The 2017-18 marketing year was not an outstanding one for its members, Calcot Chairman Greg Wuertz announced at the co-op’s 91st annual meeting September 25 in Phoenix, Ariz.
“I must be blunt: our results for 2017-18 were not what I was hoping to see,” he said, referring to the marketing results of Calcot’s Seasonal Pool. Many members with cotton in the Call Pool did fairly well, but “the strength of a Seasonal Pool should be one that produces results reflective of the current marketing year for its participants, and we fell short,” he added.
He said there were varied reasons for the final performance: weather woes, fluctuating volume, changing crop mixes. Regardless, changes are necessary, Wuertz said.
“We must have a robust Seasonal Pool to accomplish our marketing goals,” he said, and changes are on the way to improve performance. One major change has already occurred with the election of Paul Bush as the eighth president of Calcot. “We were fortunate that we had an excellent candidate already on staff,” he said.
Bush announced a distribution of $3.058 million to members as the season’s final payment, which was allocated as 113 points to all Upland bales in the Seasonal Pool, regardless of quality or origin.
Pima cotton fared better in seeing a final payment of nine cents per pound, and Call Pool ELS bales also received three cents. There were no further payments in the Call Pool or Spot Fixation.
Bush said the season’s results weren’t “quite as bad as [the chairman] characterizes it, but no question it could have been better. In fairness, it was a challenging marketing year with unusual circumstances.”
The season’s results weren’t all disappointing, Wuertz said. Efforts to sell the Hanford warehouse complex were ultimately successful and allowed Calcot to return to eligible members five years’ worth of retains totaling $9.5 million and shorten the investment frame for retains beginning with the current season to three years. Also, the usual secondary retain of $1 per bale was eliminated and wasn’t collected on the 2017-18 crop.
Bush said, “We were able to do this because all in all, Calcot as a cooperative business is in excellent financial shape. We have spent considerable effort and focus on improving the company’s finances. Candidly, I think we’ve lost some direction and consistency in focusing on grower-member finances, and my goal is to improve that.”
The new president noted Calcot has loyal and long-serving employees who are assets, as well as facilities well suited to reap benefits available from export markets. And he plans to “set a new course.”
“Over the next few months I intend to spend much of my time getting around our production areas, meeting one on one with members in conjunction with field staff,” Bush said. “I can’t promise we can work miracles, but we can be better, and do better, and I know we will work very hard to give cotton growers the cooperative they want and deserve.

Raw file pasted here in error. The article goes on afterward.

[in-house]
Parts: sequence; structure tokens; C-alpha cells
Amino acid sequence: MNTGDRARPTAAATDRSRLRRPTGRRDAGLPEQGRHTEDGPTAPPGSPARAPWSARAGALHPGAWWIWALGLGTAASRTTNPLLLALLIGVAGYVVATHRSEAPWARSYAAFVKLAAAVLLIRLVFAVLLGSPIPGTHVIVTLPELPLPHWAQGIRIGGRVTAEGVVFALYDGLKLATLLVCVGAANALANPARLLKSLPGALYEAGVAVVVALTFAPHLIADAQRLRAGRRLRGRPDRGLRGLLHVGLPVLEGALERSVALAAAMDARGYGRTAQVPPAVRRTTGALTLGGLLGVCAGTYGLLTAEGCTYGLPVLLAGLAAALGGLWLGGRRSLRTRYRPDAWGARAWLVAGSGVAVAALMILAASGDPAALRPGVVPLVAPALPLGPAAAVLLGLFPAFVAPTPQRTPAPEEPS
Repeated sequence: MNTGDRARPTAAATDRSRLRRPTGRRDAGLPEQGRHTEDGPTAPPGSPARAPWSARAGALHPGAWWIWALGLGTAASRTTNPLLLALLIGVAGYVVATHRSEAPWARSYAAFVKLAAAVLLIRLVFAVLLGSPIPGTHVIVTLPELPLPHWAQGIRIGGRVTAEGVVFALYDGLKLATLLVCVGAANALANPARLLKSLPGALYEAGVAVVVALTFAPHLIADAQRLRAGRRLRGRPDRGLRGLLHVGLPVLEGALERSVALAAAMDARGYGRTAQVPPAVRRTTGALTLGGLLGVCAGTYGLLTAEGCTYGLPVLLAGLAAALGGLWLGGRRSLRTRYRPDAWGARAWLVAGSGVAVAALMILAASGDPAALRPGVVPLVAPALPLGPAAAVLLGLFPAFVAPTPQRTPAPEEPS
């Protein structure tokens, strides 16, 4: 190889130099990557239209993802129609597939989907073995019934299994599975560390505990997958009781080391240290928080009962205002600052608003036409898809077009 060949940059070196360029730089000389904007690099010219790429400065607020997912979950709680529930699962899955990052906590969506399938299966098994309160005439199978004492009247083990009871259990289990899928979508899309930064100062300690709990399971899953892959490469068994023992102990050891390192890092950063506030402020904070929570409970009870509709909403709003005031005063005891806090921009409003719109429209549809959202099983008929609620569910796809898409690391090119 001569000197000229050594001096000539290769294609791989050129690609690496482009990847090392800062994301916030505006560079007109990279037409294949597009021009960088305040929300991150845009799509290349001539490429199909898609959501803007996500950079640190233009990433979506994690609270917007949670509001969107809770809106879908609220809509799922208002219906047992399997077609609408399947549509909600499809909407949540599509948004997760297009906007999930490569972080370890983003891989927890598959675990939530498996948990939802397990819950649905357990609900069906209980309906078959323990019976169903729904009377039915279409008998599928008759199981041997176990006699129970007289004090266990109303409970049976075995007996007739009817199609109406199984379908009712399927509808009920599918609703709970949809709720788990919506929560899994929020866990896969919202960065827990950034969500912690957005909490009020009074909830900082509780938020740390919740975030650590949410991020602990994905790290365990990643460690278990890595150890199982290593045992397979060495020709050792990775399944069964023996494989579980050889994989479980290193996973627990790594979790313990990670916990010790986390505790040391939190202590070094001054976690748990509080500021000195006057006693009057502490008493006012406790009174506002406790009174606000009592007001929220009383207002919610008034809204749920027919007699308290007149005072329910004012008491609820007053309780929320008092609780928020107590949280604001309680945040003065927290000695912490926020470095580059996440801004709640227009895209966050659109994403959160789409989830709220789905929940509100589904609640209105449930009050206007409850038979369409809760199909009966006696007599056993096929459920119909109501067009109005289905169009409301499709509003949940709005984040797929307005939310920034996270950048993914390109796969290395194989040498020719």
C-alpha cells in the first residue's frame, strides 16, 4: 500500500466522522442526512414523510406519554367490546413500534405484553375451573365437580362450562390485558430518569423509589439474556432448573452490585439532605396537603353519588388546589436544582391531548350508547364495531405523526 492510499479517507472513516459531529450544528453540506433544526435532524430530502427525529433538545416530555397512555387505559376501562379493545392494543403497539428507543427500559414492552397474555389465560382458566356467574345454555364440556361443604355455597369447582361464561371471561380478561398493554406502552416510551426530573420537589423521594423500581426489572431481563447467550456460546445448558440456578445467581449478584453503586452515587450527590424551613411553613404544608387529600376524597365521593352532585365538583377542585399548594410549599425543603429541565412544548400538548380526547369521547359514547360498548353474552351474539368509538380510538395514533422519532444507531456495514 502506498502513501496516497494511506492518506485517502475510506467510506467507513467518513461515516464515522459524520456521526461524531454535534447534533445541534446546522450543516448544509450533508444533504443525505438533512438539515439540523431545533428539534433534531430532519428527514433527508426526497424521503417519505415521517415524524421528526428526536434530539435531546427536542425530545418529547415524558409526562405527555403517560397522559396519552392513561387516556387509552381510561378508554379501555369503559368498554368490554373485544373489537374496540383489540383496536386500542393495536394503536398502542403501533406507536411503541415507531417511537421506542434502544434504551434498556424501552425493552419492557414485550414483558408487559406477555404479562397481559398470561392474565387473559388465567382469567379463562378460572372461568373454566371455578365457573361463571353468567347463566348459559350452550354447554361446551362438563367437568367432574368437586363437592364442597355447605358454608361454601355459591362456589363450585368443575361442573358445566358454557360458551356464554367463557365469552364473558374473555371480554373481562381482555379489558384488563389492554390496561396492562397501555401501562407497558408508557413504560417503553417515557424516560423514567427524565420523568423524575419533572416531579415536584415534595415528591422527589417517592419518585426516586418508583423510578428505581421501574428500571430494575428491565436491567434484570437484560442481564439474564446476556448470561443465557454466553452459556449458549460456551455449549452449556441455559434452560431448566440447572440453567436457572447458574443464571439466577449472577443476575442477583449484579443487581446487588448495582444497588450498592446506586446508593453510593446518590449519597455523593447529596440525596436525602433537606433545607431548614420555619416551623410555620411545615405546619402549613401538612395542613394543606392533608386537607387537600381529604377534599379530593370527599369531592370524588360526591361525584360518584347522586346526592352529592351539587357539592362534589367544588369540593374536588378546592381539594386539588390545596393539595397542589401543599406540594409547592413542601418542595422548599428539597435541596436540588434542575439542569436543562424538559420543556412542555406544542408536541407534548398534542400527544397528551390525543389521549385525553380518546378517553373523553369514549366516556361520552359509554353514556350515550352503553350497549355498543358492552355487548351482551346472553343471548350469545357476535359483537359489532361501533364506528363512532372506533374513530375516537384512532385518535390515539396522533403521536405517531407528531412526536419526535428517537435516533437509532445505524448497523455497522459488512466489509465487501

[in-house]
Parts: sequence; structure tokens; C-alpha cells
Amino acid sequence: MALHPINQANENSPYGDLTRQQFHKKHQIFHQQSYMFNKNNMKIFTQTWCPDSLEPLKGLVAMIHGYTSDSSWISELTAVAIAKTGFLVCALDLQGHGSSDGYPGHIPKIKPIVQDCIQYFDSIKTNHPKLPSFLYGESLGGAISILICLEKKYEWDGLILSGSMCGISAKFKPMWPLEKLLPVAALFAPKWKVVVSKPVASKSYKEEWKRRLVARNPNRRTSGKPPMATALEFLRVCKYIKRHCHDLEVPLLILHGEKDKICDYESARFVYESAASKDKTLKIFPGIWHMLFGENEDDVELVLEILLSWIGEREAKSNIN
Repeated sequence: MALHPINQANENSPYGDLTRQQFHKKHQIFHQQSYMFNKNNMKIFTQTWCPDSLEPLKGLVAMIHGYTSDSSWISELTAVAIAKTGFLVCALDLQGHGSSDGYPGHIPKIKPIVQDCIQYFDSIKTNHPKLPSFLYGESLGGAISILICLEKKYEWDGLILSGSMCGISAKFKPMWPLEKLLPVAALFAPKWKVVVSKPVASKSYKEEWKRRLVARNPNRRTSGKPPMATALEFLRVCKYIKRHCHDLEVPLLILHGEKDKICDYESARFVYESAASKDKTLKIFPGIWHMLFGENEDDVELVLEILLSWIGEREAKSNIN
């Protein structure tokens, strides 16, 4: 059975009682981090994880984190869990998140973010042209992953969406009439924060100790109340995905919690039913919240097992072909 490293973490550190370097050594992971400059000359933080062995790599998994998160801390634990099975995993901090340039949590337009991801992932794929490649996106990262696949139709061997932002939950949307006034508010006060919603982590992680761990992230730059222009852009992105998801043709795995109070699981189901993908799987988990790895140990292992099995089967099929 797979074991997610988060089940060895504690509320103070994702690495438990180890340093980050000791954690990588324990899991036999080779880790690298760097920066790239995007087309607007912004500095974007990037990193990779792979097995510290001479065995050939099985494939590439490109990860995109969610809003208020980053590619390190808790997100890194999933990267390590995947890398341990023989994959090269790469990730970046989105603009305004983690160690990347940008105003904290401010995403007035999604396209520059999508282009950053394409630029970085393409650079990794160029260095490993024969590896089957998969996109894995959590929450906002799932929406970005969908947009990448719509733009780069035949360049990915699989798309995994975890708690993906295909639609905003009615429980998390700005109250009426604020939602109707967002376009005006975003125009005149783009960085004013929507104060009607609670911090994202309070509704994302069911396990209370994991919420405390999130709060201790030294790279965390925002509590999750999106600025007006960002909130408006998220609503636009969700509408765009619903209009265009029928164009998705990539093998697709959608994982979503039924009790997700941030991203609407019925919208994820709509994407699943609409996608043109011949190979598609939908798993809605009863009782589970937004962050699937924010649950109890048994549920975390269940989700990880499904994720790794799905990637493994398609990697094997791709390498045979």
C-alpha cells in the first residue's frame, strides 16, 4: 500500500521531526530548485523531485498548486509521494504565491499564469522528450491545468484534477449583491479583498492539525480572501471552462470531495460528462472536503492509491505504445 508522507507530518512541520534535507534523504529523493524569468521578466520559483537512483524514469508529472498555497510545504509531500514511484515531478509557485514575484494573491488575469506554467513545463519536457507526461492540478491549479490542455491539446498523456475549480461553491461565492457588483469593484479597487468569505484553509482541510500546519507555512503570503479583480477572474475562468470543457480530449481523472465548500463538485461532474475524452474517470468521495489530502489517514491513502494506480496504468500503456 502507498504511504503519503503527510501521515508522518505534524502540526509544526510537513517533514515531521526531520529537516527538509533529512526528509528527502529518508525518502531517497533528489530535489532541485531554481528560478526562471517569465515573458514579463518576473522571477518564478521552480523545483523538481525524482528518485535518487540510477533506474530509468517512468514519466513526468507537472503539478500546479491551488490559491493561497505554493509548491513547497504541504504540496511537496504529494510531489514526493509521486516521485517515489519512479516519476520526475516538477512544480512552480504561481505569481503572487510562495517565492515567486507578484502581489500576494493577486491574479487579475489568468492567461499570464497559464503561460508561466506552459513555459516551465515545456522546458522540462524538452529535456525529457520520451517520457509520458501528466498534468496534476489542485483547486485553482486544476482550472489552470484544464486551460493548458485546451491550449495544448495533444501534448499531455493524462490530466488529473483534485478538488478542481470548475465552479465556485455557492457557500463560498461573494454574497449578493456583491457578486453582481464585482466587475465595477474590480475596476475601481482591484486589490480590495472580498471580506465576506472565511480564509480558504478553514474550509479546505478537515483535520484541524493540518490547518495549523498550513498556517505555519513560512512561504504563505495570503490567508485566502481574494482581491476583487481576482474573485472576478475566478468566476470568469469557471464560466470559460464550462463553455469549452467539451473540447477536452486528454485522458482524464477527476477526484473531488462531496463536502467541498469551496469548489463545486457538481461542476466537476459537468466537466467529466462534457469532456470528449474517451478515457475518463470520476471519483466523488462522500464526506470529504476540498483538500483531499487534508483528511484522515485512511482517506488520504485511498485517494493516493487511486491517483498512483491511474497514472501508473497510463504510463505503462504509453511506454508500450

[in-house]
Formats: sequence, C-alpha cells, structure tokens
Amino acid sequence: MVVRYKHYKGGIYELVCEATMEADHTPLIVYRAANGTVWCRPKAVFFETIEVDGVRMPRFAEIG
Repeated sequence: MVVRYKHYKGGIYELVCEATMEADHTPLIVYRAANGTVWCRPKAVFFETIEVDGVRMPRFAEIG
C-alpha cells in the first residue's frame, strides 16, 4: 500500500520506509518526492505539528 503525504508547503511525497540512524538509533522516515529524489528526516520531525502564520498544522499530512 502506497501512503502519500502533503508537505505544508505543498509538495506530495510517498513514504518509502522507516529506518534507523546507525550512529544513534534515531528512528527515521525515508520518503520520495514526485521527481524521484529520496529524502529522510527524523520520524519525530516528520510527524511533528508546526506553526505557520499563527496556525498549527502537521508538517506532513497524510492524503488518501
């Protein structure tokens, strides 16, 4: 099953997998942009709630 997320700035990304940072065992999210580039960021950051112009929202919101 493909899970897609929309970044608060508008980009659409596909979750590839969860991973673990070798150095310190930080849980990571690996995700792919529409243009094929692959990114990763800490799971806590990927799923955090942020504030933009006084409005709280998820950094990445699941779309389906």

“There is much to do, much work to be done, and I look forward to the challenge, and to reporting better results to you next year.”
Wuertz observed several achievements: the cooperative received its 70-millionth bale in late November, recording a significant milestone in its 91-year-history. Calcot also handled about 30 percent more bales in ’17-18 than in the previous season, despite the impact of Hurricanes Harvey and Irma in Texas’ cotton production. New acreage from memberships for the ’18-19 season was about triple the prior season.
Chairman Wuertz also recognized longtime Glendale office manager Connie Comfort, who retired October 1 after 36 years with the company, and welcomed Daniel Parziale as the new office manager.
Don Ecker of Eadie and Payne, which audited Calcot’s financial statements, reported the co-op had total assets as of August 31, 2018 of $97 million. Working capital was a healthy $24 million. “Calcot’s financial condition is good and continues to improve,” Ecker said.
Also reported were results of recent elections: California directors Thad Stephen, Jeff Mancebo, Sam Carreiro and Tim Thomson were all re-elected to three-year terms.
In Arizona, Brad Harrison and Andy Harter were also re-elected, as were Keith Deputy and Harvey D. Hilley, Jr., in New Mexico and Far West Texas. Additionally, Walt Franke, Jonathan Krenek and Lonnie Kellermeier were re-elected as well.
Newly elected was Jeff Larson of Thatcher, Ariz., in District 10A, replacing Ron Howard, who stepped down from the board following 12 years of service.
Also elected to one-year terms were directors at large Michael Brooks, Steve Coester, K.C. Gingg, James Johnson, Melvin Pereira, John Pucheu, Jack Seiler and Jon Whatley.